A formal sales plan is probably the most important activity that you should engage in during the economic challenges we are facing now and through the rest of the year. I am talking about a realistic, documented plan that lists the specific activities required to accomplish the objectives set for targeted accounts with identified growth potential. A sales plan is a schedule of events and responsibilities that details the actions to be taken in order to accomplish the goals and objectives necessary to be successful during these turbulent times. The plan ensures everyone knows what needs to get done, coordinates their efforts and keeps close track of progress.

A sales plan must define the objectives, timeline and resources required to meet the growth objectives of the business unit, department, branch or specific territory. It should also detail how the company will achieve growth, profit and product objectives.

Business planning is an essential offensive strategy recognizing market transition in creating competitive advantage. But overall business planning alone is not enough. Sales drive the company’s success. Consequently, a sales plan is mandatory if you are to succeed in this economic environment.

Analysis of opportunities is useless unless the result is taking action or assigning specific tasks that address the results of the analysis to capitalize on the opportunities. Sales planning, by definition, results in action plans for individual territories outlining specific target accounts with defined goals and initiatives.

Territory Planning

The success of an individual territory in its own market may depend upon the business segments it services and their willingness to compete within these segments. This segmentation is often defined by the buying habits and the individual needs of its members. A critical factor in developing the individual territory sales plan is understanding and differentiating activity based on this market segmentation. Understanding local market segmentation starts with profiling your customer base. Demographics and customers’ “rules of engagement” are typical criteria.


Forecasting is an important part of the planning process as it becomes the platform for developing target account action plans. Historical data is essential to predictability, but forecasting is exactly what the term suggests - predicting what is going to happen over the course of the next 12 months. This is a critical function of the planning process that is often taken much too lightly. Using the Pareto Rule - 20% of your customers will account for 80% of your business - is a good starting point. That 20% must be looked at closely. True potential must be examined at every account that makes up the 20%. The initial forecast starts with the sales representative but it is up to branch management or ownership to demand documented reasons for the numbers at each of the accounts that make up 80% of the business. This is not an email communication or a passing conversation; this is a detailed territory review with every sales rep. This is critical during tough economic times.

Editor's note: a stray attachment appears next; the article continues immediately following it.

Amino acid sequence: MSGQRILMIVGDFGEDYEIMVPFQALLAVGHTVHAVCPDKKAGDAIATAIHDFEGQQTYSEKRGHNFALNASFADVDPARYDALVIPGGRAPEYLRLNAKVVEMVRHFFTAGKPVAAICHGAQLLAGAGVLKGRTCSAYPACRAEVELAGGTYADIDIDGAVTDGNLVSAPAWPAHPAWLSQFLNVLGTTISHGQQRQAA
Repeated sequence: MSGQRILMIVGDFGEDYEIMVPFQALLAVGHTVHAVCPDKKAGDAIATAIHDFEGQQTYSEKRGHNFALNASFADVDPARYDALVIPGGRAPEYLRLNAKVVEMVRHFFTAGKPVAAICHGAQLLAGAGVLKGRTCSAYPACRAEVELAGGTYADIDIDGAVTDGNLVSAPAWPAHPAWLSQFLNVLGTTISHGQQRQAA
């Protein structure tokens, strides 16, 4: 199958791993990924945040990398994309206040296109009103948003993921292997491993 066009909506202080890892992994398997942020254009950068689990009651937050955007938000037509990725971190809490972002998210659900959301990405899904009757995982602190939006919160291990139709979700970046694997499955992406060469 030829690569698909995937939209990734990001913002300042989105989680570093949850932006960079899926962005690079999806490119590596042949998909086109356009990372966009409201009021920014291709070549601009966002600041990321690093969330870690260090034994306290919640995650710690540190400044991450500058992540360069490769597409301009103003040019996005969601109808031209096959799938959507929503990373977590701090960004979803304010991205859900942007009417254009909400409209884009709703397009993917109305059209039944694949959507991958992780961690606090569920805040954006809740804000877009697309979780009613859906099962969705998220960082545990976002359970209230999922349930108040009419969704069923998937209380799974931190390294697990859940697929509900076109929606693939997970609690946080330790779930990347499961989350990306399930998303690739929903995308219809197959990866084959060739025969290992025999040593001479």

This review includes gross margin forecast discussions. A clearly defined action plan aimed at achieving specific results at each targeted customer should be documented.

These action plans should include:
  • Clearly defined objectives by product, by segment.
  • Clearly defined rules and responsibilities of all employees involved in accomplishing the defined objectives.
  • Identified risks and opportunities.
  • Development of a scorecard for achievement listing key indicators of success.

  • Establishment of regular monthly plan review meetings.

Margin Impact

Margin management is not rocket science. Improving gross margin is simple. You must either raise prices or reduce the cost of goods sold. But there is a little more to it than that when you consider net profit. There may be a lot of hidden profits waiting for you to find them, lurking within your pricing system itself. The good news is that this can produce tremendous gain with little pain. Go look at what you are doing and how you are doing it. Also, take advantage of opportunities on the buy side that are a result of the current economic conditions.

Margin Implications: Small changes in margin produce large changes in the sales breakeven point. Sales reps tend to be afraid of raising prices in soft markets. Some fear is real; most of it is chasing ghosts. They don’t realize the consequences of failure, i.e., layoffs, lower service levels.

Margin Actions:Is every customer buying off of the current price sheets? Are you charging freight out and other fees to the small accounts? Do all the inside and outside sales reps know that charging the last price paid is easy but wrong? That practice ignores small price increase opportunities.

Characteristics of an Effective Annual Sales Plan

There are three important attributes to a good sales plan:

1.An appropriate level of detail - enough to guide the work, but not so much that it becomes overwhelming, confusing or unnecessarily constrains creativity.

2.A format that allows for periodic reports on progress toward the specific goals and objectives.

3.A structure that coincides with the company plan (whether it is strategic or a contingency plan). The goal statements for the company plan and the sales plan are one and the same.

Just as monthly financial statements often present a budget for revenues and expenses and then report actual figures for a given time period, so should sales plans allow for the same type of comparison. The plan declares the “forecasted revenue” work in terms of goals and objectives for each targeted account and reports the actual progress on a monthly, or perhaps a quarterly, basis. This budget-to-actual report gives a clear reading on how the territory is performing.